The Leader of the Free World

 But Who Is Really Following? 

    Ever since the end of World War II, the President of the United States has been acknowledged as “the leader of the Free World.” Although the Presidency has had many ups and downs during that period, no one could challenge the fact that America’s President was the primary spokesperson for all freedom-loving countries around the world.

But with the debate over Syria the past few weeks, an awkward truth has emerged: Hardly anyone is following the leader of the Free World anymore.

Despite lecturing both Congress and foreign leaders, President Obama has been unable to get support for a military strike against Syria for its use of chemical weapons. England, our staunchest ally, has refused to participate. Nor will NATO or the United Nations. Russia and China have been especially vehement in their opposition to the plan.

While President Obama has claimed he doesn’t need Congressional approval for his planned mission, it has been embarrassing to see how little support he has there, even among his own party. One Democratic Congresswoman admitted that the planned military venture into Syria is a terrible idea, but she said she would support it just to save the President from future humiliation.

In an effort to sell the Syria offensive to the American people, President Obama’s Secretary of State and Secretary of Defense, John Kerry and Chuck Hagel, have used arguments diametrically opposed to the positions they once held as Senators. Like the President, they have undermined their credibility by contradicting their passionate antiwar statements in the Senate.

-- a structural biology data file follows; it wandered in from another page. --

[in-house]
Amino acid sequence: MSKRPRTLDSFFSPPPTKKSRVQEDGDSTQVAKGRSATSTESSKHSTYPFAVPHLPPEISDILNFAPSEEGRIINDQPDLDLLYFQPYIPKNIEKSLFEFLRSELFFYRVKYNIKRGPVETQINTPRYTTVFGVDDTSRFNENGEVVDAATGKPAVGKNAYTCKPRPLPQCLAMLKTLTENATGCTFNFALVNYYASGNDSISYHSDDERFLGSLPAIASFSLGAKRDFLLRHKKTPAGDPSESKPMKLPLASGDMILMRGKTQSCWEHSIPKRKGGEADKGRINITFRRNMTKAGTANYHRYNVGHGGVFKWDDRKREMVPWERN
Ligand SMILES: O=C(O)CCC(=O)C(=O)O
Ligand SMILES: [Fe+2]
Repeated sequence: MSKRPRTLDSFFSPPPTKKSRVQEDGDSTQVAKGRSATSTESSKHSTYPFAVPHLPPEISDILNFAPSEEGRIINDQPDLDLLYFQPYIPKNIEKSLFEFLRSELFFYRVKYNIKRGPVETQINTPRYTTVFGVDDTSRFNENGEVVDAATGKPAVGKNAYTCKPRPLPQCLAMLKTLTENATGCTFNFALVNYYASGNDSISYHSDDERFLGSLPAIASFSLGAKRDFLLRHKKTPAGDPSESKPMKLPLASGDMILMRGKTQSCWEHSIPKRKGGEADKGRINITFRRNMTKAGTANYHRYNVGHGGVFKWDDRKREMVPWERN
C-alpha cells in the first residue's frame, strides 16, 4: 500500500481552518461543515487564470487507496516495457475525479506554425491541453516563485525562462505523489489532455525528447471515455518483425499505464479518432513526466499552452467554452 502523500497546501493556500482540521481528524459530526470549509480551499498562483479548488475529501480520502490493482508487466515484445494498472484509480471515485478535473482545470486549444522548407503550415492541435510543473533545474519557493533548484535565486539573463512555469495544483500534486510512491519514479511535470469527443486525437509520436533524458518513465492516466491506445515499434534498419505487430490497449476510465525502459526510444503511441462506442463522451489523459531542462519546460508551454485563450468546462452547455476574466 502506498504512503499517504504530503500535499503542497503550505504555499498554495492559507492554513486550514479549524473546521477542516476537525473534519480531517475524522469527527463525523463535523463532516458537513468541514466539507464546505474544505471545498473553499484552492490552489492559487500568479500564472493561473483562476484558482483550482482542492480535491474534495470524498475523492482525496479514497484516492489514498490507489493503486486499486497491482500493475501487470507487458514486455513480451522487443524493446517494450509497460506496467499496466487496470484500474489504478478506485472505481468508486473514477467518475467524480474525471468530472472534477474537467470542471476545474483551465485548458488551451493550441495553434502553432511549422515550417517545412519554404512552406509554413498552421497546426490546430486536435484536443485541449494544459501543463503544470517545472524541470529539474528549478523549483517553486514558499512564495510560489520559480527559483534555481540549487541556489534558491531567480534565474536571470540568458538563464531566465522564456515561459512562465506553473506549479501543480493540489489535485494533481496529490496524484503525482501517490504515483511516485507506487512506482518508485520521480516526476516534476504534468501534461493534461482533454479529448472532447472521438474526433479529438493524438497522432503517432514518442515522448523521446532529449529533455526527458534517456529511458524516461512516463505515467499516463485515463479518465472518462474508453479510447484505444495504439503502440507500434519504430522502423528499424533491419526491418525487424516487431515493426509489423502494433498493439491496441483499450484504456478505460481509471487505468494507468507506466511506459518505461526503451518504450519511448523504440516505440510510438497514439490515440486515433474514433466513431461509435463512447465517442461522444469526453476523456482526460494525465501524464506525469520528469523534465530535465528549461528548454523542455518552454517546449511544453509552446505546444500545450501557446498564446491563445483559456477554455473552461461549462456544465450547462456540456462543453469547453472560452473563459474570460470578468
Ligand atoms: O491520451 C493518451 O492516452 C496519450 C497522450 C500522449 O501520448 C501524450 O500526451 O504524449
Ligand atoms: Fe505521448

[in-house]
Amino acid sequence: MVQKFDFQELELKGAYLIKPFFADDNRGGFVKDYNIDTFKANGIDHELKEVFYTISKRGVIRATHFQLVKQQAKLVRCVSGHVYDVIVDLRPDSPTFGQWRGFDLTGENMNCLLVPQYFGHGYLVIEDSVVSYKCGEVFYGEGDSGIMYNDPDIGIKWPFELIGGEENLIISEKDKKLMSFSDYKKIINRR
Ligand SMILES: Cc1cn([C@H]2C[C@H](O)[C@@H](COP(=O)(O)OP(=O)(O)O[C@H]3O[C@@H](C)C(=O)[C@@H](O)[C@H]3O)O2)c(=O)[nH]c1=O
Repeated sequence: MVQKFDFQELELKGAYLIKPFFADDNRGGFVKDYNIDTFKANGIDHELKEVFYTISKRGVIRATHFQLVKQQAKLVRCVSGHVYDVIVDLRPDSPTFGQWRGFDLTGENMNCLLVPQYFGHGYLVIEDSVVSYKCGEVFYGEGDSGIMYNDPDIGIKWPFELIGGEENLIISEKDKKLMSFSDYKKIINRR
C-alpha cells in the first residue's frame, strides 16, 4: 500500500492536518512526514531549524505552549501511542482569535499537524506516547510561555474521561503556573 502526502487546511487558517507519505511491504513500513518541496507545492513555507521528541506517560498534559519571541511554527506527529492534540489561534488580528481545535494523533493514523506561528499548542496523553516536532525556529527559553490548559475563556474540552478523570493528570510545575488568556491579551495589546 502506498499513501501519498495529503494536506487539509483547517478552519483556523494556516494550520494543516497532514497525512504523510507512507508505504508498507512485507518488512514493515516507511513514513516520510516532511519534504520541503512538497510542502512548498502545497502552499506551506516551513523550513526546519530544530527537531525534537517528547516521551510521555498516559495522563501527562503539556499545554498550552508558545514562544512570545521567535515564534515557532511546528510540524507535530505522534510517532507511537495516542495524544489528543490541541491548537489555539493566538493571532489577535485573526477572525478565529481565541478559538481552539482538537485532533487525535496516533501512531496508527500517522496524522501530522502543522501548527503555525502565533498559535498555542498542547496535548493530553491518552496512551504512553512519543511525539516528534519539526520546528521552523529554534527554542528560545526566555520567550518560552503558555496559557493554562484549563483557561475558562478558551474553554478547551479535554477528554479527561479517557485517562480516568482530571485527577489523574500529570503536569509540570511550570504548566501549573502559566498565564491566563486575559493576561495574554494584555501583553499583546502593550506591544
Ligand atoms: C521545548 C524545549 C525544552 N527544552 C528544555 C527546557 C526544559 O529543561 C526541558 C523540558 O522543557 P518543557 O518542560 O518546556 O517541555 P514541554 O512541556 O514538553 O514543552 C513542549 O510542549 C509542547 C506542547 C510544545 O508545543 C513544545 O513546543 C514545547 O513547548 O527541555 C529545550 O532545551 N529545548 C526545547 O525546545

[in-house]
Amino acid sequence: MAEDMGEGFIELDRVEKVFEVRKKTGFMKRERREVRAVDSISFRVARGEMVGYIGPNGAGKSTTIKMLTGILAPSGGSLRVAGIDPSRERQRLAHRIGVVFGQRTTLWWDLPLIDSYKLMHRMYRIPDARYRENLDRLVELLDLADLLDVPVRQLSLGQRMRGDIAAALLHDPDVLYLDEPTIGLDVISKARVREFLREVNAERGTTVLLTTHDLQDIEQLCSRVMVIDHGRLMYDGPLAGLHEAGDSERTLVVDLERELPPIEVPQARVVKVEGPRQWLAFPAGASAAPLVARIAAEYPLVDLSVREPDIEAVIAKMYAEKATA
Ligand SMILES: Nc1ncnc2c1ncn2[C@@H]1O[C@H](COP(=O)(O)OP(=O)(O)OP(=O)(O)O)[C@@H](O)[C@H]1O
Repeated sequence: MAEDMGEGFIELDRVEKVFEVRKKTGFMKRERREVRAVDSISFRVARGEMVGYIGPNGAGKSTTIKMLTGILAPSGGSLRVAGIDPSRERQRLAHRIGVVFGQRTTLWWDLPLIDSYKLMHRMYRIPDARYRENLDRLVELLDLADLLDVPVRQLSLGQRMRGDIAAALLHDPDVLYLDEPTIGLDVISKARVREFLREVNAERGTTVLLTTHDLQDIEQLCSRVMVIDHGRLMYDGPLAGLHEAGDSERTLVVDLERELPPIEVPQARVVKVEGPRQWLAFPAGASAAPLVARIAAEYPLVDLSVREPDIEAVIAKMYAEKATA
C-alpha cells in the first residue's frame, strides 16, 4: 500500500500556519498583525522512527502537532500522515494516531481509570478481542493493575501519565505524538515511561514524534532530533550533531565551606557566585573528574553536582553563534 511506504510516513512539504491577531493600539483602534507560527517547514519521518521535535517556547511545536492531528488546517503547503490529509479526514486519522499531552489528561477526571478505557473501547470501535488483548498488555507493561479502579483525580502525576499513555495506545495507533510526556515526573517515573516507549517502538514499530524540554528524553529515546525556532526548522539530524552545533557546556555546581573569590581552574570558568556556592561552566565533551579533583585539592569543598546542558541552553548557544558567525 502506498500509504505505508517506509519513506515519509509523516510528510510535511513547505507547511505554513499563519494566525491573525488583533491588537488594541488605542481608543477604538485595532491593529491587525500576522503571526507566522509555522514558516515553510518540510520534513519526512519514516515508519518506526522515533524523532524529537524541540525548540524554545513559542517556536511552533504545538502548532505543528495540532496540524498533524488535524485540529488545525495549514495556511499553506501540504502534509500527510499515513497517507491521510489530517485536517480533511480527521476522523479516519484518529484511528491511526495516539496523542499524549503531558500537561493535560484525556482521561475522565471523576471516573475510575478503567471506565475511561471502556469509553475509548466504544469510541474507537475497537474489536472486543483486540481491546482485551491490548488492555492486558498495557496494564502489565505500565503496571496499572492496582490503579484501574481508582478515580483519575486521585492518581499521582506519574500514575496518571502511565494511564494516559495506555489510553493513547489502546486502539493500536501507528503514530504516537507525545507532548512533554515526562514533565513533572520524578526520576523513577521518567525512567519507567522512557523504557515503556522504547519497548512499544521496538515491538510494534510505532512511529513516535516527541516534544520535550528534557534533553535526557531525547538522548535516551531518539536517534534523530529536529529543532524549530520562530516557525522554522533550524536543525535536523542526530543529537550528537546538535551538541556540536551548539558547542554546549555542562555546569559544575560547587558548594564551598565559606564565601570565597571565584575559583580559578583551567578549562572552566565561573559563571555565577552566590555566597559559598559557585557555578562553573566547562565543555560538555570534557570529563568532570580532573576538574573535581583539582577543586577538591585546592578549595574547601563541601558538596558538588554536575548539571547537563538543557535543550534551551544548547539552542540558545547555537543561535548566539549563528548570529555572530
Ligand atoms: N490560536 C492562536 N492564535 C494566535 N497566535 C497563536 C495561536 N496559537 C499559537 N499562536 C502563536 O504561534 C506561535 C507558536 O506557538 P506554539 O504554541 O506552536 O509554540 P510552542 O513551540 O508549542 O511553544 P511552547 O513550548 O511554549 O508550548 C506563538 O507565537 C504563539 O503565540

In fairness to the President, his current lack of credibility is not entirely his fault. In addition to his own failure to explain the rationale for bombing Syria, he is reaping worldwide skepticism caused by America’s shortsighted ventures into Afghanistan and Iraq. This is reminiscent of how Gerald Ford struggled to restore respect to the Presidency after his predecessors brought us Vietnam and Watergate.

But it’s alarming when the leader of the Free World no longer can find anyone to follow him into battle. Critical leadership lessons are on display here, involving such principles as moral authority, credibility, and influence. And these lessons aren’t just about the Presidency—they apply to leaders on all levels and every sphere of life.

You may have an impressive title like President, governor, general, CEO, pope, pastor, bishop, financial advisor, or police officer. Yet, as someone once observed, “He who thinks he’s leading, when no one is following, is just taking a walk.” A corollary to this might be, “He who is ‘leading from behind’ will soon not lead anyone at all.”

So pray for President Obama. And ask yourself these questions about your own  leadership quotient: Who are YOU leading? Are they truly following?

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